Over in St. Catharines, troubled CHSC (1220) got slapped again by the CRTC last week. The station has been in the agency's crosshairs for several years, and now the CRTC has issued "mandatory orders" compelling the Pellpropco-owned station to broadcast in English to the Niagara Region instead of in Italian to Toronto on weekday mornings, to maintain logger tapes, and to comply with CanCon requirements. The CRTC warns that it could take more drastic steps - including license revocation - if CHSC doesn't come into compliance.

In Woodstock, Ontario, CIHR (104.7) has been granted a power increase - from an average ERP of 1.9 kW to 7.1 kW - over the objections of broadcasters in neighboring London and Tillsonburg, who complained that Byrnes Communications' "Heart FM" would create new competition in those markets.

In Peterborough, silent CKKK (90.5) is changing hands: Andy McNabb is buying the station from King's Kids Promotions Outreach Ministries, Inc. for $160,000, retaining its religious format.

And we close this week's column on a sad note: longtime CFNY (102.1 Toronto) jock Martin Streek, who was let go from the station in the midst of budget cutbacks in May, was found dead in his home last Monday (July 6), an apparent suicide. Streek was 45.

From the NERW Archives

(Yup, we've been doing this a long time now, and so we're digging back into the vaults for a look at what NERW was covering one, five, ten and - where available - fifteen years ago this week, or thereabouts. Note that the column appeared on an erratic schedule in its earliest years as "New England Radio Watch," and didn't go to a regular weekly schedule until 1997. Thanks to for the idea - and thanks to you, our readers, for the support that's made all these years of NERW possible!)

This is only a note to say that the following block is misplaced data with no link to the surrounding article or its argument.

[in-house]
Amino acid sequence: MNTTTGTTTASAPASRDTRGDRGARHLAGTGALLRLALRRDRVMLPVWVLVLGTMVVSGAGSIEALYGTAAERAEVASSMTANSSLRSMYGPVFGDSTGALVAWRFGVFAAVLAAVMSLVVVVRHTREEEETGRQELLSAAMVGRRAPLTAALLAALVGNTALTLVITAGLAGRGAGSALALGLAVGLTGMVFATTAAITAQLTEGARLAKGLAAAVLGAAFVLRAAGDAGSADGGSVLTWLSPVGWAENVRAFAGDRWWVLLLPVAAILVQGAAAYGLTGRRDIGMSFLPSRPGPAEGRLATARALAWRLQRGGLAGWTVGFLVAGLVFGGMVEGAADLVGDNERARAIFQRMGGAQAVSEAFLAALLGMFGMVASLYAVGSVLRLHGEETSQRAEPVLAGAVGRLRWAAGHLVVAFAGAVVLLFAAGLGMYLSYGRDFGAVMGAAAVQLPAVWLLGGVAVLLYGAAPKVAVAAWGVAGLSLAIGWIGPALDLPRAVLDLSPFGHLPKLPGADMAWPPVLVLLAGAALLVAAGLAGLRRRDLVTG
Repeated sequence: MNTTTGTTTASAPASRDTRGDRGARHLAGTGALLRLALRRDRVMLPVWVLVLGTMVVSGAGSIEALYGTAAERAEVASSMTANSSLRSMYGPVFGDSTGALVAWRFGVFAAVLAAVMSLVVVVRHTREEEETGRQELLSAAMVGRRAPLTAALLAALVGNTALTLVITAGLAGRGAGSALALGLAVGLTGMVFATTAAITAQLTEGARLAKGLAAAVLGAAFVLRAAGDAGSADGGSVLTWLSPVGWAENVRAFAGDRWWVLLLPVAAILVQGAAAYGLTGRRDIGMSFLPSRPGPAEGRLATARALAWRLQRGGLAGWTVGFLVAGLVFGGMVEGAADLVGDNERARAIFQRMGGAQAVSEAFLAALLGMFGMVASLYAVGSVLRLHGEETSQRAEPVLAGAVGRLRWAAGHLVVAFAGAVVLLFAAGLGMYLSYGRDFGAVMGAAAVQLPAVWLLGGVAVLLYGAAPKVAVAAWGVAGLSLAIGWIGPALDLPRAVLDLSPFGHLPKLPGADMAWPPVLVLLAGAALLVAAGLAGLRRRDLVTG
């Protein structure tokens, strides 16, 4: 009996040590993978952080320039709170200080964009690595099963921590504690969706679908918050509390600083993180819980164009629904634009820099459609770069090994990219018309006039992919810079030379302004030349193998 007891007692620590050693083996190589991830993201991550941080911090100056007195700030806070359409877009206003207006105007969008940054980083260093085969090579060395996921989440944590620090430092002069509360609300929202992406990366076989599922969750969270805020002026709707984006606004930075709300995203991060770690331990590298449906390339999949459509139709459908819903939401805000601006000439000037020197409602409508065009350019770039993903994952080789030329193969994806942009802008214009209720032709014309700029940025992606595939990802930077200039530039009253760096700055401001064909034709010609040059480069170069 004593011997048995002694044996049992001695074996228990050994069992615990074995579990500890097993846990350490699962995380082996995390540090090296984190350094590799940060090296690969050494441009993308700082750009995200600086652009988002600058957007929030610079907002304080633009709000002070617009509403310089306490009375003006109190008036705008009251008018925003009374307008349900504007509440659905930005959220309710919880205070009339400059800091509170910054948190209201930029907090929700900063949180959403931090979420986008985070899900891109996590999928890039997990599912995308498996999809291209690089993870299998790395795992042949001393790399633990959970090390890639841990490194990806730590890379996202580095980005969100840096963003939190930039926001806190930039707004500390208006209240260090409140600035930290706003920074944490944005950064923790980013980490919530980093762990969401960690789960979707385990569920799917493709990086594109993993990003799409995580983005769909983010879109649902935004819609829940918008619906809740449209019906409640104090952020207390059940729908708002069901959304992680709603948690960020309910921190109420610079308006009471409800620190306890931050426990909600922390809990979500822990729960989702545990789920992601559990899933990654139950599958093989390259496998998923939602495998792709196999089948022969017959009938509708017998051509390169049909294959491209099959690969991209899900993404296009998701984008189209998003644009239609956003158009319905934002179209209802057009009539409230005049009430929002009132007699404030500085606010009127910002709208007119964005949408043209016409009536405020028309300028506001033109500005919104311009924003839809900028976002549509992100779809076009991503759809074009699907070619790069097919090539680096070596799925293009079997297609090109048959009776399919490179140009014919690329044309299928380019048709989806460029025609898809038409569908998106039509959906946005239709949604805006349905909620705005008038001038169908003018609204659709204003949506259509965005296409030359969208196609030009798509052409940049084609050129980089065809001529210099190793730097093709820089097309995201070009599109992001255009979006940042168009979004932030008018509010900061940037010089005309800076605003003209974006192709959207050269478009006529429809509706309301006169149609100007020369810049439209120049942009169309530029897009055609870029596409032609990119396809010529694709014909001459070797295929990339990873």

July 14, 2008 -

  • Central NEW JERSEY is a tough place to operate a local AM station these days, up against a dial full of FM signals from within the state and neighboring New York and Philadelphia, not to mention a plethora of other entertainment and information choices. So it was probably only a matter of time before Greater Media pulled the plug on most of the local programming at news-talker WCTC (1450 New Brunswick) and oldies WMTR (1250 Morristown). That day arrived July 2, as both stations flipped to satellite "Good Time Oldies," with only separate local morning shows remaining to provide some sort of local identity.
  • At WCTC, the format flip kept veteran jock Jack Ellery in the morning chair, once again playing the music that was a station trademark before it switched to talk, but it ousted afternoon talker Alan David Stein, middayer Lauren Pressley and a mid-morning block of financial and food talk. At WMTR, the move to satellite oldies knocked out local jocks MK Dombrowski and the "Golden Gup," Robert Gascoigne, who minced no words when he told the Star-Ledger, "Radio has become a waste of electricity." WMTR's local voice-tracked part-timers, including Mark Mitchell and Pete Tauriello, are also out, but at least they're able to keep their day jobs - Tauriello, for instance, is the morning traffic voice on WINS (1010 New York). Chris Edwards stays on board doing mornings at WMTR.